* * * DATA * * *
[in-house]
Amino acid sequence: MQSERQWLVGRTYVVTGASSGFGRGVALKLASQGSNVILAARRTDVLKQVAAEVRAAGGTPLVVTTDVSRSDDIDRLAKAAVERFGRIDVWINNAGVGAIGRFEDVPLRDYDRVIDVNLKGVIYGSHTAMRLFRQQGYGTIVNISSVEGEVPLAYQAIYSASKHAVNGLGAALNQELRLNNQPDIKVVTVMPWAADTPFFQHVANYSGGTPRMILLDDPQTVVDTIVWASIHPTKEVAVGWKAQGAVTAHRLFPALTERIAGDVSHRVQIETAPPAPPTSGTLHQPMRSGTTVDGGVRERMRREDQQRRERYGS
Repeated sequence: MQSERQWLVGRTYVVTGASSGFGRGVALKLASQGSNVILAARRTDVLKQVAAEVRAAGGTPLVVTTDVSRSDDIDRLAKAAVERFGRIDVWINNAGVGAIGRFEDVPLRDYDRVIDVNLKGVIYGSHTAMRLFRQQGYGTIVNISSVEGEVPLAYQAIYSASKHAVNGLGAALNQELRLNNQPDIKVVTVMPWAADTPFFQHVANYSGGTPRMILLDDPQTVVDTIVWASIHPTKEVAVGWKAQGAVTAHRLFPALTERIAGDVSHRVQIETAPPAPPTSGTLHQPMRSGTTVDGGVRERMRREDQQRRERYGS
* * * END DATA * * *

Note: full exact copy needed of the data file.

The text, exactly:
[in-house]
Amino acid sequence: MQSERQWLVGRTYVVTGASSGFGRGVALKLASQGSNVILAARRTDVLKQVAAEVRAAGGTPLVVTTDVSRSDDIDRLAKAAVERFGRIDVWINNAGVGAIGRFEDVPLRDYDRVIDVNLKGVIYGSHTAMRLFRQQGYGTIVNISSVEGEVPLAYQAIYSASKHAVNGLGAALNQELRLNNQPDIKVVTVMPWAADTPFFQHVANYSGGTPRMILLDDPQTVVDTIVWASIHPTKEVAVGWKAQGAVTAHRLFPALTERIAGDVSHRVQIETAPPAPPTSGTLHQPMRSGTTVDGGVRERMRREDQQRRERYGS
Repeated sequence: MQSERQWLVGRTYVVTGASSGFGRGVALKLASQGSNVILAARRTDVLKQVAAEVRAAGGTPLVVTTDVSRSDDIDRLAKAAVERFGRIDVWINNAGVGAIGRFEDVPLRDYDRVIDVNLKGVIYGSHTAMRLFRQQGYGTIVNISSVEGEVPLAYQAIYSASKHAVNGLGAALNQELRLNNQPDIKVVTVMPWAADTPFFQHVANYSGGTPRMILLDDPQTVVDTIVWASIHPTKEVAVGWKAQGAVTAHRLFPALTERIAGDVSHRVQIETAPPAPPTSGTLHQPMRSGTTVDGGVRERMRREDQQRRERYGS